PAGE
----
I will have a meeting with the doctors in charge tomorrow... there is a lot I need to know about what happened, and what to do next.
Avatar universal

My father was released from the clinic two weeks ago.  Had home internation for seven days and was released from that too.  He didnt lose his senses nor independance, however the stroke left us a little sequel:  his ability to swallow is compromised and has a paralisis on one vocal chord.

He has to go to rehabilitation to regain the ability to swallow and be able to eat normally, right now he is taking liquid food throgh the nose.  He cant drink nor eat until the doctors say so.  His speech is also impaired, it is very hard to understand him, however he can write, but I see that he has some trouble with formulating correct sentences... even though I have to admit writing was never his thing.

He is taking several medications such as anticoagulants, anticonvulsives, pressure pills, cholesterol reductives, and aspirine.  He has to see on regular basis a cardiologist, a hematologist, a neurologist, neumonologist, and rehab tecnicians.  The stay in the clinic and the studies performed there revealed other conditions such as respiratory difficulties due to small leaks in his lungs, a small tumor of no consequence in his neck behind the parotidae, and of course the obvious overweith that needs to be taken care immediatly and the control of his high blood pressure.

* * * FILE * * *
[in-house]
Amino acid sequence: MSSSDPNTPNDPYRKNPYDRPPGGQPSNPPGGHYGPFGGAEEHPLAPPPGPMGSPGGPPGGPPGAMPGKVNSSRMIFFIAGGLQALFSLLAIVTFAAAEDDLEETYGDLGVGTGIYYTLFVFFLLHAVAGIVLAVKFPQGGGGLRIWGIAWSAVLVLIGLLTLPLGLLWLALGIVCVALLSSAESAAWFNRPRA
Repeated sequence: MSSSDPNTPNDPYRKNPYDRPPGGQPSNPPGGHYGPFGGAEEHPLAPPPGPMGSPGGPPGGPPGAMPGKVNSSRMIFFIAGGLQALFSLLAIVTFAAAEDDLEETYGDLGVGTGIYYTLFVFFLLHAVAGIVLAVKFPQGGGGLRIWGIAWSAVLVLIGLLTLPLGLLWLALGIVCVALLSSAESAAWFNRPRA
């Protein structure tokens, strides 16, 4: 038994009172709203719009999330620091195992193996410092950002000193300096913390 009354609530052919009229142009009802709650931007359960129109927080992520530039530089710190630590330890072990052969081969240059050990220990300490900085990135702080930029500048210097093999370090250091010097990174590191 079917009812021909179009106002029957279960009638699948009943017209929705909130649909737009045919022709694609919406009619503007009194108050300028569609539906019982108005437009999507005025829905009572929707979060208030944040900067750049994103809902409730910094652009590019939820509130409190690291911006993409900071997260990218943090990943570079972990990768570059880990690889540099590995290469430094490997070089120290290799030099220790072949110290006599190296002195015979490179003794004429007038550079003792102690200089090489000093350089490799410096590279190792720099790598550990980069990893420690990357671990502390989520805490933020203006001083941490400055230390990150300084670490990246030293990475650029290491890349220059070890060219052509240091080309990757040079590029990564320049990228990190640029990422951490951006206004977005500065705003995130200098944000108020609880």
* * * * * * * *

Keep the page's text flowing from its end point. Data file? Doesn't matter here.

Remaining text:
According to the doctors his rehab will be long, and much will depend on him.  I belive God has given him a second chance; the first admiting doctor cant belive how well he came out of this incident and assures me that these little complications are nothing and will be recovered in no time.

I would like to thank this space for allowing me to express myself in those difficult moments when I expected the worse, and thank those who read about this case.  I would also like to give hope to all those who are undergoing the same grief I went through.  Also a lot of hope to all those who are suffering the consequences of strokes.  I belive that if something can be prevented it shouldnt be called "accident" (in my language stroke is called "cerebrovascular accident").  A lot needs to be done in public policy to make people aware of the dangers of stroke and the need to be atended with urgency, especially in workplaces, public buildings and major businesses... the first aids and CPR courses should be enhanced worldwide with knowledege of how to deal with stroke victims right away.  Time is "gray matter".

Thanks, and best wishes to all.
1310611 tn?1279927443
Dont believe everything a doctor tells you because you can bet that they do not believe anything you tell them halof of the time. The brain is an awesome organ and can work and repair itself in magnificent ways. I hope all is well and that he proves them wrong...sounds like he is well on his way.